In much of my writing, I have argued that the promotion of the “happy meat” approach has led not only to making the public more comfortable about consuming animal products but it has resulted in the creation of a disturbing partnership between animal advocates and institutionalized exploiters. This topic is one of the many issues debated by me and Professor Robert Garner, who defends the new welfarist or “protectionist” (as he prefers to call it) position in our book, The Animal Rights Debate: Abolition or Regulation?, forthcoming from Columbia University Press this fall.
In any event, sociology teacher Roger Yates alerted me to an HSUS press release concerning an agreement by Red Robin Gourmet Burgers to use “cage-free” eggs in its U.S. company-owned stores by 2010. Here’s an excerpt from the press release:
“The Humane Society of the United States applauds Red Robin for joining the national movement away from cruel battery cages,” said Paul Shapiro, senior director of The HSUS’ factory farming campaign. “We look forward to working with the company to continue raising the bar when it comes to animal welfare.”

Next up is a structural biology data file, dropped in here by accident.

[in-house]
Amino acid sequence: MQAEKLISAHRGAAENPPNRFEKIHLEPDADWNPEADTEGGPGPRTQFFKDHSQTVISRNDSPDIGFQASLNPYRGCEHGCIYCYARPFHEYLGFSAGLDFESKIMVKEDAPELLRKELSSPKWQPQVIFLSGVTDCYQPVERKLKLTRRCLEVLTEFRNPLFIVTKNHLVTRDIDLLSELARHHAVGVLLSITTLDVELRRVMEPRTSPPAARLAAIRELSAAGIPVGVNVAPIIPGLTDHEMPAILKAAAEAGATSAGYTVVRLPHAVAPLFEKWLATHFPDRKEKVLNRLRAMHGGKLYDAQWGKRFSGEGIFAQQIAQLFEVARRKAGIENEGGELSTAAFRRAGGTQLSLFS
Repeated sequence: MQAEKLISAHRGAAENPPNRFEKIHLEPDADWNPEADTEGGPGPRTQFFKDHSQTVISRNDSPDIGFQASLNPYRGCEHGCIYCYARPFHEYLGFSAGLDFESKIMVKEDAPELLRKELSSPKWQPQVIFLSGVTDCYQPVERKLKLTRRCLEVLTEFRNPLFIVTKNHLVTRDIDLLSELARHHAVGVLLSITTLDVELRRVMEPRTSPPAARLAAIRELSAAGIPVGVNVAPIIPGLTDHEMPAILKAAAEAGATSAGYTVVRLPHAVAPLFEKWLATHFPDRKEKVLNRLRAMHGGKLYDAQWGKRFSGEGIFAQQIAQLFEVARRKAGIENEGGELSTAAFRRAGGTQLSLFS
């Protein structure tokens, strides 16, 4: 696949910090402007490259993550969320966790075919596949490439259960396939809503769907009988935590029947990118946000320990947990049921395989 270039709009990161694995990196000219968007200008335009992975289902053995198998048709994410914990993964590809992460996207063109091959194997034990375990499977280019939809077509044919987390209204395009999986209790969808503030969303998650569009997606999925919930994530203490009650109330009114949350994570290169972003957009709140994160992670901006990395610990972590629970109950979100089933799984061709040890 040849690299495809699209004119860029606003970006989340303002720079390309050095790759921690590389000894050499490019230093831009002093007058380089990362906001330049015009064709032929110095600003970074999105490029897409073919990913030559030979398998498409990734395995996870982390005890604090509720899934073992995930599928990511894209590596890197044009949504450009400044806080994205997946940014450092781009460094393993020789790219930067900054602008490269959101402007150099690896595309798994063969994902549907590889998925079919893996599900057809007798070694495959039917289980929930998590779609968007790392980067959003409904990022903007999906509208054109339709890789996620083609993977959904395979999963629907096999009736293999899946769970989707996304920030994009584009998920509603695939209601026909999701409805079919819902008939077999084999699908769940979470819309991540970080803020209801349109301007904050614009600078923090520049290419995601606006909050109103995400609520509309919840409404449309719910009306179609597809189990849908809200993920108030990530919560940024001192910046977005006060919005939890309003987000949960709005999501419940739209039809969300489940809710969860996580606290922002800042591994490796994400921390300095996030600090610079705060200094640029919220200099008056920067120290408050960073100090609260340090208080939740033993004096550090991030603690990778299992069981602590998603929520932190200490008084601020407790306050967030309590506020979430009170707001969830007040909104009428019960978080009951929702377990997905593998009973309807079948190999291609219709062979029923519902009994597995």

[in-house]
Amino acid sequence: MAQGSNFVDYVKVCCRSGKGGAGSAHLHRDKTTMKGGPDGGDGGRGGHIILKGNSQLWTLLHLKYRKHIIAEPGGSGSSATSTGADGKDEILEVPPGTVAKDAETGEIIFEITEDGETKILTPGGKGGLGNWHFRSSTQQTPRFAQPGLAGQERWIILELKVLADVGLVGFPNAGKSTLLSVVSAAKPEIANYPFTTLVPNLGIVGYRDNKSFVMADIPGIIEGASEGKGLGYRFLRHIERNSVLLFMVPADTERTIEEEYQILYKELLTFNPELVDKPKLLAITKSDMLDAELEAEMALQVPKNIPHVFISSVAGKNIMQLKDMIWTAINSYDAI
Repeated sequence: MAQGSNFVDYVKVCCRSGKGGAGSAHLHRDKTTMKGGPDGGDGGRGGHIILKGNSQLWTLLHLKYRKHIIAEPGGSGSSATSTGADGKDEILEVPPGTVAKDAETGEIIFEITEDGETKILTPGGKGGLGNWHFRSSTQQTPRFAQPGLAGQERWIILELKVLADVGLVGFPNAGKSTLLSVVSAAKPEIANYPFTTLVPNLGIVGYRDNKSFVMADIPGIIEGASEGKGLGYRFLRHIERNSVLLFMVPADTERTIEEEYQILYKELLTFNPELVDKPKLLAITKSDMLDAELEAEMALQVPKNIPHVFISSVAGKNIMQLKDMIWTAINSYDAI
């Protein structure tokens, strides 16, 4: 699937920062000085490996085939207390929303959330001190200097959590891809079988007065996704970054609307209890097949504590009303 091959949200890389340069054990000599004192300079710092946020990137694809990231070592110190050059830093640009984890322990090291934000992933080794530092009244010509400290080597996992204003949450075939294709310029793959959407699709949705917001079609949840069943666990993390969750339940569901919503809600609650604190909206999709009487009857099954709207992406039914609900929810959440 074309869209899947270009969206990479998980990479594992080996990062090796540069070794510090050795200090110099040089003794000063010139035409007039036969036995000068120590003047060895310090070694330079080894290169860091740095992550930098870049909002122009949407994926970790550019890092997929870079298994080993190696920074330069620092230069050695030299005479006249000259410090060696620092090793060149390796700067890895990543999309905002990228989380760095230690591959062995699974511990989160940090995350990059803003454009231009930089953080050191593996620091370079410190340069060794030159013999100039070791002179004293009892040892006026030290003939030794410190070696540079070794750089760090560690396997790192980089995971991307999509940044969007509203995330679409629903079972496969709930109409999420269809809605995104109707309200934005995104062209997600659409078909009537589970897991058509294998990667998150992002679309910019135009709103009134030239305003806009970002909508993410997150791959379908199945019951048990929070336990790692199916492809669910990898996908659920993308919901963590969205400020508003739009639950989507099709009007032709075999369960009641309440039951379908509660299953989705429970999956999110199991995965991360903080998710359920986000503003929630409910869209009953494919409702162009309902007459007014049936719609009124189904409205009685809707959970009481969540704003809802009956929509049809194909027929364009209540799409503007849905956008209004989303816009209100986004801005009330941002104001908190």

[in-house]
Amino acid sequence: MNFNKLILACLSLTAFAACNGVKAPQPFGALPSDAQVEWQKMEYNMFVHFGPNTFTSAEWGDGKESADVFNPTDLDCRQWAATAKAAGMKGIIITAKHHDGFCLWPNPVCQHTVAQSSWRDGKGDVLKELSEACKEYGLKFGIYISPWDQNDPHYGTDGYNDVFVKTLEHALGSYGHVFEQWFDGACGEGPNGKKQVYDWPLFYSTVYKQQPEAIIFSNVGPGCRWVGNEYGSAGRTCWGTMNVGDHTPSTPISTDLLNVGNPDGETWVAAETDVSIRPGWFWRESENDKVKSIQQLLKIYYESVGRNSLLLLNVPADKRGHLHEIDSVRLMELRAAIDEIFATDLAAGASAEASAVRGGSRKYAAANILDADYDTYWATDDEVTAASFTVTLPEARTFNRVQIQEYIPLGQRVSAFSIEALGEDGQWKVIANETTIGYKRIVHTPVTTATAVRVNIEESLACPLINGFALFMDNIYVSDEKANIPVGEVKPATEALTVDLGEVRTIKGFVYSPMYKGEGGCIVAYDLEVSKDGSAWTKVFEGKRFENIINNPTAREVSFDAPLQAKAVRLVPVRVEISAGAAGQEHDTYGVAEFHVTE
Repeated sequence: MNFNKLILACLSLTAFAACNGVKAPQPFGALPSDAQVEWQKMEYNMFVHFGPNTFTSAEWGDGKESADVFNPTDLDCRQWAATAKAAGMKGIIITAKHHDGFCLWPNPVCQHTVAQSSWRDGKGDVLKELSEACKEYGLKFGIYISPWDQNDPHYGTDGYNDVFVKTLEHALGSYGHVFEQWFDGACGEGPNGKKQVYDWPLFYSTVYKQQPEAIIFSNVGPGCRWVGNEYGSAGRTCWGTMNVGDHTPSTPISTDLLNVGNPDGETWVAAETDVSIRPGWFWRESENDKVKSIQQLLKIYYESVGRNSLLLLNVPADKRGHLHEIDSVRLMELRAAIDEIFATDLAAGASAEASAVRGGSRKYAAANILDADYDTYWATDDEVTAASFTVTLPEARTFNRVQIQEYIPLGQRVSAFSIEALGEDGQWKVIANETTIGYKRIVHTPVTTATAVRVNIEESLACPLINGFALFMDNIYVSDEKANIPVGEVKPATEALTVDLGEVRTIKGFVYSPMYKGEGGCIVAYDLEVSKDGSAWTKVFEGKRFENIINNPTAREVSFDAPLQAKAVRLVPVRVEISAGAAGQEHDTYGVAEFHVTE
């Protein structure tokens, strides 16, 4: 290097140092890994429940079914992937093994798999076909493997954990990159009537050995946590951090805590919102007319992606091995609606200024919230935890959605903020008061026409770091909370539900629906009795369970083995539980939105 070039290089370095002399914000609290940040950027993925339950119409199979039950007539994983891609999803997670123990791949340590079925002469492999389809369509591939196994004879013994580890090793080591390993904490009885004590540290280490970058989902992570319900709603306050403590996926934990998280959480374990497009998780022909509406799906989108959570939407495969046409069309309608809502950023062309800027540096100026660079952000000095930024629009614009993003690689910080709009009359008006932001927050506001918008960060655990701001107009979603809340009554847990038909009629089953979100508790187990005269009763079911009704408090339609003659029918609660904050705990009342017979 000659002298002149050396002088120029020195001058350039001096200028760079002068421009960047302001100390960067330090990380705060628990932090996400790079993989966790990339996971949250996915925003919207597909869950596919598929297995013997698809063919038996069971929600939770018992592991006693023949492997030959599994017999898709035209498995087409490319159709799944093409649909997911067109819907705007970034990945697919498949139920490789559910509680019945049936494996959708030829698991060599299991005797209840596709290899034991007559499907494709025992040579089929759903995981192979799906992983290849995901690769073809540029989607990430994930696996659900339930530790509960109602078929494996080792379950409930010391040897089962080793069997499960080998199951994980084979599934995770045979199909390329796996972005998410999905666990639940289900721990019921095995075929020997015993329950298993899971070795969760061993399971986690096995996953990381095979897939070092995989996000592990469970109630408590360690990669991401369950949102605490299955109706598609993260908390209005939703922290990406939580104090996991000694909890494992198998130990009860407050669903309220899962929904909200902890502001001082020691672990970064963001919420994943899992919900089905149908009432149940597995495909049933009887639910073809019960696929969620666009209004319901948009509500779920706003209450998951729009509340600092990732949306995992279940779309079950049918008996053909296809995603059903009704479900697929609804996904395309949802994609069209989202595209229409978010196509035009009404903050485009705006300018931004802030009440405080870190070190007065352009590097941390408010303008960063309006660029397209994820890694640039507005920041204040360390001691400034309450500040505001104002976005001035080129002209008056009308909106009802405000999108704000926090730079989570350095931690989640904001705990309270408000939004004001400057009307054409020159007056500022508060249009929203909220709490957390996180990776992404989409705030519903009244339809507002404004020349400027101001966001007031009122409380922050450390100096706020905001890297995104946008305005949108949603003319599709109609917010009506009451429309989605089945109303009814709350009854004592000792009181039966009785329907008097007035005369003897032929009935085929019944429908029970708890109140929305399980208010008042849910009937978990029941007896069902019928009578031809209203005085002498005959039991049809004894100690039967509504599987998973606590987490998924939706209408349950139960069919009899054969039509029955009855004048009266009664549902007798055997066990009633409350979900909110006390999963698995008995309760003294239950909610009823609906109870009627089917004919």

Susan Lintonsmith, Red Robin senior vice president and chief marketing officer, said, “Red Robin’s high standards for quality and unsurpassed Guest service remain our top priorities. We recognize that the elimination of battery cages in egg production has become an increasingly important issue in the communities we serve, so we’re excited about our progress towards a supply chain in which all of our eggs are cage-free eggs.”
“We sincerely appreciate the insights and ideas that The Humane Society of the United States has shared with Red Robin,” said Lintonsmith. “We are pleased with their support for our battery cage-free egg commitments and look forward to continuing our dialog with the Humane Society on animal welfare issues.”
This is a perfect example of the problem that concerns me. First, the suggestion here is that “cage-free” eggs represent a significant increase in welfare for the birds. Consider this material from the Peaceful Prairie Sanctuary and ask yourself whether this is true. Second, there is no way that this “deal” between HSUS and Red Robin cannot help but to send a very strong message to the public: HSUS puts its stamp of approval on eating at Red Robin. HSUS is, in essence, saying to the public: eat the dead cows and other animal products at Red Robin. Red Robin cares about “humane” treatment because they are going to phase in “cage-free” eggs over the next two years so you can feel good about consuming their products.
I suggest that there is no other way as a practical matter to interpret these sorts of arrangements.
I am sure that my friends at HSUS sincerely believe that this is a good thing; I sincerely do not agree.
Gary L. Francione
© 2009 Gary L. Francione